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U.S. River Conditions, April to June 2023

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Detailed Description

This is an animation showing the changing conditions relative to the historic record of USGS streamgages from April 1, 2023 to June 30, 2023. The river conditions shown range from the driest condition seen at a gage (red open circles) to the wettest (blue closed circles). A purple outer ring around a gage indicates it is flooding.   

The beginning of April saw atmospheric rivers that caused prolonged high waters in California and Nevada, while parts of the mid-Atlantic and New England saw low flow conditions. Concurrently, drought persisted in Florida and the South-Central U.S. As April ended, the Upper Midwest saw rapid snowmelt leading to flooding.  

May saw heavy rains that brought minor flooding to the Northeast, as well as prolonged flooding on the James River in South Dakota. Additionally, snowmelt flooding occurred in parts of Idaho and Nevada and flooding occurred along the Colorado Front Range. Typhoon Mawar caused flooding in Guam as May ended.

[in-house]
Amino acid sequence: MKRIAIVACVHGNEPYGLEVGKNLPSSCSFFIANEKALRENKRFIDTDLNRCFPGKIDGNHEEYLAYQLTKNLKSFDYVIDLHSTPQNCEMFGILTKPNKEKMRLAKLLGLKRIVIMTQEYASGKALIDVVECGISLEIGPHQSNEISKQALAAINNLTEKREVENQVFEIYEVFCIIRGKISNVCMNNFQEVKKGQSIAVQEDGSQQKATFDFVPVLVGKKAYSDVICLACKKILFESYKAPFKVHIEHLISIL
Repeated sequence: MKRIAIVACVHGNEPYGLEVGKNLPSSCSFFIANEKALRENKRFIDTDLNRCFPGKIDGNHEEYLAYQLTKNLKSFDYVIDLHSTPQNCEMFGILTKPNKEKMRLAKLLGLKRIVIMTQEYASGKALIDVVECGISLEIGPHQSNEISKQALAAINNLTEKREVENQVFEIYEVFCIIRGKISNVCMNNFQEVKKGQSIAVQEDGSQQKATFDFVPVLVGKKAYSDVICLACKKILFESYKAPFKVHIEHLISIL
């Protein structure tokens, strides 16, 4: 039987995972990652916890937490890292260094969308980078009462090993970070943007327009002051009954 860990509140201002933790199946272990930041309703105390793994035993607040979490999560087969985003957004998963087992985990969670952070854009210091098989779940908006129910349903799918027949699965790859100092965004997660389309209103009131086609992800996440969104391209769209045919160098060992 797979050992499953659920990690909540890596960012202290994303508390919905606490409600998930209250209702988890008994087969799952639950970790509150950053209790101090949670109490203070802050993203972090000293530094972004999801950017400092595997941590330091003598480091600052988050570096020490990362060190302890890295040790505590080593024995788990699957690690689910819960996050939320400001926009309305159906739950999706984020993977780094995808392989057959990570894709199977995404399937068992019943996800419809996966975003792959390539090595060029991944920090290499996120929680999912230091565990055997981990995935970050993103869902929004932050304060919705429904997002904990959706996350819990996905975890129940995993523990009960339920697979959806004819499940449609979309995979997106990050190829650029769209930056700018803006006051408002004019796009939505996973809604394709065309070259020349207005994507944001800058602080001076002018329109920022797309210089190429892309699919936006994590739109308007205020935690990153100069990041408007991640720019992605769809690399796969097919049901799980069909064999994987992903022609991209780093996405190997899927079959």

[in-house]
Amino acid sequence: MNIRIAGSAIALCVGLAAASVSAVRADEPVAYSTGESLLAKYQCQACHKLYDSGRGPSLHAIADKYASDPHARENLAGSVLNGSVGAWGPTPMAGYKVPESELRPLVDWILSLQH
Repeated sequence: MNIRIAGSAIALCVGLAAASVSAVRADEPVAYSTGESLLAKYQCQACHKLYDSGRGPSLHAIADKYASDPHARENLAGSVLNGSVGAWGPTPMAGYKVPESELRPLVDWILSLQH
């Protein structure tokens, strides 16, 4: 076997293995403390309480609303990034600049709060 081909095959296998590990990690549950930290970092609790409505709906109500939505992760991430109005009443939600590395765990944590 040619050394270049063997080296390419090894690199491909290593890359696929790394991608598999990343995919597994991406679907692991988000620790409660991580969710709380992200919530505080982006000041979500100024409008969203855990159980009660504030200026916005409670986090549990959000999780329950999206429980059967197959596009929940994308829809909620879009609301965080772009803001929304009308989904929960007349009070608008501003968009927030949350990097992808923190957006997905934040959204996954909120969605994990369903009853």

June saw drought conditions that abated in Texas and spread in the Midwest. Concurrently, drought conditions built in parts of the mid-Atlantic as June came to a close.   

Note that both USGS gage height and National Weather Service flood stage are necessary to determine flooding conditions. The combination was available for 80% of streamgages at the time this graphic was produced. Only publicly available data from Water Data for the Nation were used.




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